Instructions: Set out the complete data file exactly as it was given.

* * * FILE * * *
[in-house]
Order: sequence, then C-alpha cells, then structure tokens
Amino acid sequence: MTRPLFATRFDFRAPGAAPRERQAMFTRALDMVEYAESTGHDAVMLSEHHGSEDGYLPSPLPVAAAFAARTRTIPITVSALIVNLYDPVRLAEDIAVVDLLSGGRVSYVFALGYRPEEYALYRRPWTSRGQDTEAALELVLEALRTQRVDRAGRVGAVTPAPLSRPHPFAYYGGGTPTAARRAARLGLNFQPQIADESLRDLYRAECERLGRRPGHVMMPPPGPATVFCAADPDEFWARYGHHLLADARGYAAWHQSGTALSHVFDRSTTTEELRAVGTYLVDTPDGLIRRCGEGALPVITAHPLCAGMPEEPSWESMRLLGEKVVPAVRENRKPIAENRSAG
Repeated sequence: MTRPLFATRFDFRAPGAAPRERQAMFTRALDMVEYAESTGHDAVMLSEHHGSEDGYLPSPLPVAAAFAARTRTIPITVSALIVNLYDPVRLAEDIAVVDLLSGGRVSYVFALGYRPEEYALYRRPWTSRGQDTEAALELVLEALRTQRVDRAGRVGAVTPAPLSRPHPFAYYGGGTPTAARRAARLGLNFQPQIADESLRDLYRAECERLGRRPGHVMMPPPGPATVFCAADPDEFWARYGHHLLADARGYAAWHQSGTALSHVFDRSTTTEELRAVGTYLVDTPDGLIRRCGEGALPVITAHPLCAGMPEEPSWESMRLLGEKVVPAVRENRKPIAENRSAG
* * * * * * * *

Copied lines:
[in-house]
Order: sequence, then C-alpha cells, then structure tokens
Amino acid sequence: MTRPLFATRFDFRAPGAAPRERQAMFTRALDMVEYAESTGHDAVMLSEHHGSEDGYLPSPLPVAAAFAARTRTIPITVSALIVNLYDPVRLAEDIAVVDLLSGGRVSYVFALGYRPEEYALYRRPWTSRGQDTEAALELVLEALRTQRVDRAGRVGAVTPAPLSRPHPFAYYGGGTPTAARRAARLGLNFQPQIADESLRDLYRAECERLGRRPGHVMMPPPGPATVFCAADPDEFWARYGHHLLADARGYAAWHQSGTALSHVFDRSTTTEELRAVGTYLVDTPDGLIRRCGEGALPVITAHPLCAGMPEEPSWESMRLLGEKVVPAVRENRKPIAENRSAG
Repeated sequence: MTRPLFATRFDFRAPGAAPRERQAMFTRALDMVEYAESTGHDAVMLSEHHGSEDGYLPSPLPVAAAFAARTRTIPITVSALIVNLYDPVRLAEDIAVVDLLSGGRVSYVFALGYRPEEYALYRRPWTSRGQDTEAALELVLEALRTQRVDRAGRVGAVTPAPLSRPHPFAYYGGGTPTAARRAARLGLNFQPQIADESLRDLYRAECERLGRRPGHVMMPPPGPATVFCAADPDEFWARYGHHLLADARGYAAWHQSGTALSHVFDRSTTTEELRAVGTYLVDTPDGLIRRCGEGALPVITAHPLCAGMPEEPSWESMRLLGEKVVPAVRENRKPIAENRSAG